Saturday, June 5, 2021

Bieszczady and Beksiński

Last weekend we checked off the final spot on my Poland must-see list—the Bieszczady Mountains. They are not the biggest mountains, nor the largest Polish national park, but they have been recommended to us by multiple Polish natives. 

We drove four hours to get to Poland's little south eastern tail that boarders Slovakia and Ukraine. In fact, a stretch of our main 21km hike was along the Ukrainian boarder (which was much more secured than our previous hikes along the Slovakian boarder). The countryside these is different than our area, our the nearby Tatry Mountains. The Bieszczady Mountains are lower, and most of the park is tree-covered rolling hills with patchworks of dark and light green. 

We chose a route that hit three of the highest peaks in the park. As most of our Polish hikes go, it was pretty cloudy and windy for the first two peaks, but we had some views and an overall marvelous time. While there, we also saw a snake, bear tracks, and a hedgehog! Although it's hard to say what made the area so special, I loved being in the Bieszczady region.

On our way home, we stopped by the town of Sanok to visit the Zdzisław Beksiński gallery. I had never heard of Beksiński until moving to Poland, but, at least among all of my Polish friends, he is the best Polish artist ever. His paintings are very detailed but dark: apocalyptic landscapes, deadly bodies, and nightmarish figures. 

I didn't realize it, but the Beksiński gallery was part of a the larger Sanok museum, so in addition to the multiple rooms dedicated to Beksiński, we also got some other artists and city history. As with most local history/art museums, a good chunk of it was religious, but it was still a nice museum. Afterward we tried a local specialty—proziaki, a soda bread that was filled with various sandwich fixings. All-in-all, it was a super enjoyable way to spend our second-to-last weekend with our car (our moving company is picking up all of our stuff on Monday). If it's the last Polish trip we take, it will be a good last trip.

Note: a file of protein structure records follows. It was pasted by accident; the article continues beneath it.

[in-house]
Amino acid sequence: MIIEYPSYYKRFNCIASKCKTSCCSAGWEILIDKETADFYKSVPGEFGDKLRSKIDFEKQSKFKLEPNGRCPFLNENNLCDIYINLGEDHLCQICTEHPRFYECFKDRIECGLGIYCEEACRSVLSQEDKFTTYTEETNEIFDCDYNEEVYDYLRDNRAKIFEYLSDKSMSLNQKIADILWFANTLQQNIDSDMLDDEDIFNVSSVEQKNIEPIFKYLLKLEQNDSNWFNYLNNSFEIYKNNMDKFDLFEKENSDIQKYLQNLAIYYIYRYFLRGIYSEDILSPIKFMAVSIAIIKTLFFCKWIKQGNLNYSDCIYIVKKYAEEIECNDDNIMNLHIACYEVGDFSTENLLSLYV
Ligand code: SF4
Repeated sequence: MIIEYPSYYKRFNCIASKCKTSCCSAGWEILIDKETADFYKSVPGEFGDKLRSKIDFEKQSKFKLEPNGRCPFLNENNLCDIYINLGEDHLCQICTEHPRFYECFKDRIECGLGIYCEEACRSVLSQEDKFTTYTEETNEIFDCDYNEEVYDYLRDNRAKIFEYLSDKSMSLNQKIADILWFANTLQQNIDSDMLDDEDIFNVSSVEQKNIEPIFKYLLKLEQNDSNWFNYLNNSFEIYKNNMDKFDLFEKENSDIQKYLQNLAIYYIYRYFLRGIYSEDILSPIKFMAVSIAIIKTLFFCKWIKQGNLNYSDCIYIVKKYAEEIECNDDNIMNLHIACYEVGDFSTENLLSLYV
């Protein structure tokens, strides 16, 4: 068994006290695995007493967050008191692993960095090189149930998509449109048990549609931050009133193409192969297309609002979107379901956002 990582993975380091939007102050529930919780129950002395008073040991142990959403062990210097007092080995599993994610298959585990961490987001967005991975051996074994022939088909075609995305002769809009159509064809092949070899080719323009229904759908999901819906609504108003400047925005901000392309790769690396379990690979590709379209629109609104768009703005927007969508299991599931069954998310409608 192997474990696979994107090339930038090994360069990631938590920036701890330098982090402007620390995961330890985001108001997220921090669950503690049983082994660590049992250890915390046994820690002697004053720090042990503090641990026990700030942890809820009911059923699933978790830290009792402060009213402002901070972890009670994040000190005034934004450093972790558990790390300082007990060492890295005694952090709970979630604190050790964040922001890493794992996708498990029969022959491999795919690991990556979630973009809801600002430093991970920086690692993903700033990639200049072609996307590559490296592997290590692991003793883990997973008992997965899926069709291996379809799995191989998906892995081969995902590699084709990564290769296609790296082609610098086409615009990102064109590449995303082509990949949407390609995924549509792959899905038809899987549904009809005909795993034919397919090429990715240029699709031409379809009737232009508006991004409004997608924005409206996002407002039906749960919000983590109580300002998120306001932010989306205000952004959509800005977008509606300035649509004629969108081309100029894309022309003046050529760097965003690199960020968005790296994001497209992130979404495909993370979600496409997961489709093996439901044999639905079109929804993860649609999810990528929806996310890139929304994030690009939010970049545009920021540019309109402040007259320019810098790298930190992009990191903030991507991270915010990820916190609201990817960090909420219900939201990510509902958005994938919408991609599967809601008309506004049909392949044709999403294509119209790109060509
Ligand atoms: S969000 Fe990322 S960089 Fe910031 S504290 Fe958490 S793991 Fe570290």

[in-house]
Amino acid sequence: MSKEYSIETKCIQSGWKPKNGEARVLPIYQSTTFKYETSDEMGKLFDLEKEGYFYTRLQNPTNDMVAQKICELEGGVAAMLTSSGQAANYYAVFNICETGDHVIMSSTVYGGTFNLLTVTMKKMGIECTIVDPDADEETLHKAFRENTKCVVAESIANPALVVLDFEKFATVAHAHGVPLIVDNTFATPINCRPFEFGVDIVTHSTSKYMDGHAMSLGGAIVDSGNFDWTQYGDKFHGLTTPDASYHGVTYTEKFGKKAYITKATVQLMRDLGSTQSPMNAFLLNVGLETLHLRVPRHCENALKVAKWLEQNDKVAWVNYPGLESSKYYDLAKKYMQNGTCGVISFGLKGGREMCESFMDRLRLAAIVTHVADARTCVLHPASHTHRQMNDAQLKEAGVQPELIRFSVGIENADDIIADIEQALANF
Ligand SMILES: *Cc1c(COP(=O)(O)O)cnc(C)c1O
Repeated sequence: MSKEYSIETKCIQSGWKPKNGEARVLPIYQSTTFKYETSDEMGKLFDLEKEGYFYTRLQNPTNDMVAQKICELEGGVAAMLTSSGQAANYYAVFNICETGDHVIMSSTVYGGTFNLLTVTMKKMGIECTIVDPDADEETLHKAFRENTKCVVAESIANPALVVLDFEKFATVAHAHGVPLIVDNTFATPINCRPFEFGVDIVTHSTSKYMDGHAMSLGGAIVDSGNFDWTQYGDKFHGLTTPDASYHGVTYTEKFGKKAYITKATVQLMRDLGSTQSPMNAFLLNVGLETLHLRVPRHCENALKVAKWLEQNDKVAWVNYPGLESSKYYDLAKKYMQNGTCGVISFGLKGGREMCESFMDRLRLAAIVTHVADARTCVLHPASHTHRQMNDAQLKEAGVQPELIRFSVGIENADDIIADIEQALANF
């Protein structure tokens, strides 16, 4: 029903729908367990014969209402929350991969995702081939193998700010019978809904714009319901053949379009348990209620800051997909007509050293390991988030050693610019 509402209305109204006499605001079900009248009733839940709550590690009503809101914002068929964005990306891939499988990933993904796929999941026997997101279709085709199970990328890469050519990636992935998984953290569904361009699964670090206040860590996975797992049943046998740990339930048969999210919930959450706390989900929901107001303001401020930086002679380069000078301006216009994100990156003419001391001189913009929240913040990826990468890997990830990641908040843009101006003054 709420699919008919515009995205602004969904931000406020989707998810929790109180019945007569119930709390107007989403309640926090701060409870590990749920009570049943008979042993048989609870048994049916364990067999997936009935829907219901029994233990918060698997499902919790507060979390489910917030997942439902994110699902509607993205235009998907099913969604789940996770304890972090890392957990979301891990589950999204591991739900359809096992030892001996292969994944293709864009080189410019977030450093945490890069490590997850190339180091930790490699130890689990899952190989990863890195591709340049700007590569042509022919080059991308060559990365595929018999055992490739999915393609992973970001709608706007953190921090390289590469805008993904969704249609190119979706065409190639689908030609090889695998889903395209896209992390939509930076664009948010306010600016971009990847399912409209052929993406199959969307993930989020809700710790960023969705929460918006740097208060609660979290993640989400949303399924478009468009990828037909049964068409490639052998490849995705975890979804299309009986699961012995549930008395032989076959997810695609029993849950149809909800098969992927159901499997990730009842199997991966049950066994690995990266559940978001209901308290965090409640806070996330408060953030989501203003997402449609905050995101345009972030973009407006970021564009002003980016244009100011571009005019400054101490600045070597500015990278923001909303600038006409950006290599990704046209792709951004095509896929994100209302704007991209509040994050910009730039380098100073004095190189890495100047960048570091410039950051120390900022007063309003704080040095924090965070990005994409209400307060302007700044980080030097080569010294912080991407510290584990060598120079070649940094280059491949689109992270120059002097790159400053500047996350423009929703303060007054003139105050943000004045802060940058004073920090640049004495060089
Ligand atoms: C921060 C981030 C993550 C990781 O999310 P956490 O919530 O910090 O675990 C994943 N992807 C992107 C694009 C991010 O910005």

Our hike started off sunny, but as soon as we got into the woods we were under cloud cover. 

Like most of our Polish hikes, we hit some cloud cover and many crosses.

Once we were outside of the cloud cover, we had some great views!

On the boarder (granica). In the background you can see the yellow and red striped pole next to he yellow and blue bole, marking the Polish-Ukranian boarder. 

We didn't come across any mountain huts with restaurants and accommodations, like are popular in that Tatry Mountains, but there still were some little spots to keep out of the rain.


The Sanok museum started us off with some WWII history...

...and of course there was religious art. I particularly enjoyed the depictions of hell. 

This is the favorite of a few people I know. It seems especially apt after a year of quarantining. 

This one might be my favorite. I didn't notice the facial features until I stepped back. Although this doesn't show it especially well, in many of Beksiński's paintings I felt like I was looking at the bright colors that are found inside of a human body.

Downtown Sanok. It was very cute, and very Polish: colorful buldings, a church, and umbrella-covered restaurant tables.

The soda bread sandwich, which is a specialty of the Subcarpathian region of Poland. 

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